Allies and Advocates for Upstream Action

By Dr. Marjorie MacDonald

In July 2013, the Canadian Medical Association (CMA) released its Town Hall Report called “Health Care in Canada – What Makes us Sick?” [1] Over the past year, the CMA has been hosting a series of town hall meetings in various parts of Canada to gather input on Canadians’ views on the social determinants of health. This followed an initial phase of a National Dialogue on Health Care Transformation in which CMA heard that the health care system was not the most important determinant of health and that social and environmental factors were more important. That understanding is certainly not news –  it goes back many years – but perhaps was most memorably reflected in an internationally influential federal white paper authored in 1974 by then Minister of National Health and Welfare, Marc Lalonde [2]. This was followed by the Ottawa Charter for Health Promotion [3] in 1984 that elaborated on the determinants of health (peace, shelter, education, food, income, a stable eco-system, sustainable resources, social justice, equity). Since then, the public health community in particular has been grappling with how to address the determinants of health and entire libraries could be filled with what has been written about this. Thus, it is not the news that the Town Hall Report, and the media response to it, seems to suggest.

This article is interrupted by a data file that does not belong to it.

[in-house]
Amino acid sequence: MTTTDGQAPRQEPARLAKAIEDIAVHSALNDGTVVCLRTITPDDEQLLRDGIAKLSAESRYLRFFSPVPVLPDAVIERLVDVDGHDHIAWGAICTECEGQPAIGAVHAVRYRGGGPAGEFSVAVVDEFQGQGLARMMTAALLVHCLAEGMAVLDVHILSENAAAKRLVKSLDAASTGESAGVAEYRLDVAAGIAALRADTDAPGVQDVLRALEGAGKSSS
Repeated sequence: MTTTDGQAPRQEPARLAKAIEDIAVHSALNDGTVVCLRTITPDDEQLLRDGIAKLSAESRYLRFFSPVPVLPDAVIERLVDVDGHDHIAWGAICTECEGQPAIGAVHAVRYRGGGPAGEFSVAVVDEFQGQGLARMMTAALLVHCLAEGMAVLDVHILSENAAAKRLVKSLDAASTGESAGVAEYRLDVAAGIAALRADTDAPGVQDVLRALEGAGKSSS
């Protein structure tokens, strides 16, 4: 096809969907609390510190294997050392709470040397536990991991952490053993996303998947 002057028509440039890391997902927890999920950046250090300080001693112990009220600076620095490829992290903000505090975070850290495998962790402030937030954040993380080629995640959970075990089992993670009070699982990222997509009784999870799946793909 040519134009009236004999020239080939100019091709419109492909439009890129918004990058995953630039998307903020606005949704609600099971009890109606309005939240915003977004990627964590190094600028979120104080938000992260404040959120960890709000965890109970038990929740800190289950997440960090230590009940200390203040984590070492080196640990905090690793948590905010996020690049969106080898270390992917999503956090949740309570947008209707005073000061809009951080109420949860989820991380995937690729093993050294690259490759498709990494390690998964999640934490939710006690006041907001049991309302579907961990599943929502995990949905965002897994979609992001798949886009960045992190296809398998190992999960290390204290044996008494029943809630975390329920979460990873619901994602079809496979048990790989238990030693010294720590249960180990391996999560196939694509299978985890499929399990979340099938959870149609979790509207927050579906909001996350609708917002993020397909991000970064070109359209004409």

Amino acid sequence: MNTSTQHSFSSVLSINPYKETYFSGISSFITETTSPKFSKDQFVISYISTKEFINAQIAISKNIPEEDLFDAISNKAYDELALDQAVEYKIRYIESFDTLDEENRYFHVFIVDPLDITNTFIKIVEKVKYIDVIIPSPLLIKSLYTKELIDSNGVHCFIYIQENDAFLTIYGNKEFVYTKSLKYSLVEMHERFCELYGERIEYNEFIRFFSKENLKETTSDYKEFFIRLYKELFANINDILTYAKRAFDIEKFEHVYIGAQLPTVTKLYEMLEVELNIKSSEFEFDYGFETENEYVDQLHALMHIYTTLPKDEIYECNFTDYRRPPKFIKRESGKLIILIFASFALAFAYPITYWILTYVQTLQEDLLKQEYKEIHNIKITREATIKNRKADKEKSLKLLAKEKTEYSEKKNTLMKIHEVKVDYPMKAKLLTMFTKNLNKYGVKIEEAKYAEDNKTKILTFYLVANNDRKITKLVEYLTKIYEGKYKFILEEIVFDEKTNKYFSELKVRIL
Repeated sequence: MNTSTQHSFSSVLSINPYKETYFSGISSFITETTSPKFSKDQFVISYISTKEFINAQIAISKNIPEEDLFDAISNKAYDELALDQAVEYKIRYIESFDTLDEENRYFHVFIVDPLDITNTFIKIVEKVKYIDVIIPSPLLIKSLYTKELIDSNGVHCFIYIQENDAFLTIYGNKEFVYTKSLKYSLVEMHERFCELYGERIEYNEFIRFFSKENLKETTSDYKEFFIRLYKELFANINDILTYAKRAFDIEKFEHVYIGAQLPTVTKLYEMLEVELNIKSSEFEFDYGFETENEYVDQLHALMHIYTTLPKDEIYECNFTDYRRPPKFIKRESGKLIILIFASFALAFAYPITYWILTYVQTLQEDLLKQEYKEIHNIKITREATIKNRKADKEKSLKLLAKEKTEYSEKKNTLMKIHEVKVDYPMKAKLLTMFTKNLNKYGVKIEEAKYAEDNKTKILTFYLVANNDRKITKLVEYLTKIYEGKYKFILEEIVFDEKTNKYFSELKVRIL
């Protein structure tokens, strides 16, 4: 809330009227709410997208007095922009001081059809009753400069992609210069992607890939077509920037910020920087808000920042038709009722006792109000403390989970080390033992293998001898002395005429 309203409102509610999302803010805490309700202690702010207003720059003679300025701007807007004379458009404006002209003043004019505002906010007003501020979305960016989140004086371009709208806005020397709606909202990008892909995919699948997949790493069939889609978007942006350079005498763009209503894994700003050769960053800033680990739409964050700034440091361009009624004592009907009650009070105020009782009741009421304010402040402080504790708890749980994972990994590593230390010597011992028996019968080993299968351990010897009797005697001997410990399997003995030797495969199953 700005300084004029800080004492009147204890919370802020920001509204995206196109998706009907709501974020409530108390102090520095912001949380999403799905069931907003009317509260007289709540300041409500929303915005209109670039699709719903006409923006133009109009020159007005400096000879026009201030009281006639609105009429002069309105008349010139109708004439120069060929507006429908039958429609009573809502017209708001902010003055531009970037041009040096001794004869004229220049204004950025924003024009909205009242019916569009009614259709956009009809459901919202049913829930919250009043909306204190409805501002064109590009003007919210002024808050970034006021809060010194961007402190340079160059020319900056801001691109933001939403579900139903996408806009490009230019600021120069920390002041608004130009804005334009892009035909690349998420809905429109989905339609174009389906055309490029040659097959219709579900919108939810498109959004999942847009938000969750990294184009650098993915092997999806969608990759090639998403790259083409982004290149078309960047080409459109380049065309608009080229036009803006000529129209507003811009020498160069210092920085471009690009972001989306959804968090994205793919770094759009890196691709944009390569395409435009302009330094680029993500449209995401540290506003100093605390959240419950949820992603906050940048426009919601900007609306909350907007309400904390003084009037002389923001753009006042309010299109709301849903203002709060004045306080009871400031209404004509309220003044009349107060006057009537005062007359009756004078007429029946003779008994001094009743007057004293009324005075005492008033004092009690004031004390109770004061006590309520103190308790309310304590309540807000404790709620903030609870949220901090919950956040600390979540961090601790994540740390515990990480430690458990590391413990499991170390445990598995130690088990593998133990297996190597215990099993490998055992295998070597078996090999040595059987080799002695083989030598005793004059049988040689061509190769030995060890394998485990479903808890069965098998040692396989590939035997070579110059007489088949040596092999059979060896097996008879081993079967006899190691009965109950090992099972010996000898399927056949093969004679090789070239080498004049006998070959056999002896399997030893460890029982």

What Makes Us Sick?

CMA Town Hall Report: ‘What Makes Us Sick?”

Perhaps what is news is that the CMA Town Hall report suggests that the Canadian public may now be aware of the importance of the social determinants of health. If that is true, it is definitely a good thing, given public health’s longstanding efforts to inform the public about and to advocate for upstream actions to address the social determinants of health.  I wonder, however, about the extent to which the town hall meetings drew from the ‘usual suspects’ – i.e., those who were already in the know about health equity and the social determinants of health. I could be wrong of course, but a recent British Columbia Medical Association (BCMA) survey [4] found that the public of BC is most concerned with issues of wait times, doctor shortages, the aging population, and hospital overcrowding and not so much about prevention, let alone the determinants of health. The poll also suggests that British Columbians are supportive of moves to make people more responsible for their own health (blaming the victim?), a move counter to an understanding about how living conditions and social disadvantage (i.e., the social determinants of health) can cause inequities in health status. Either the BC public is out of step with the rest of the country, or the results of CMA’s consultations may not be as representative of Canadians’ views as the report suggests. I think we still have our work cut out for us!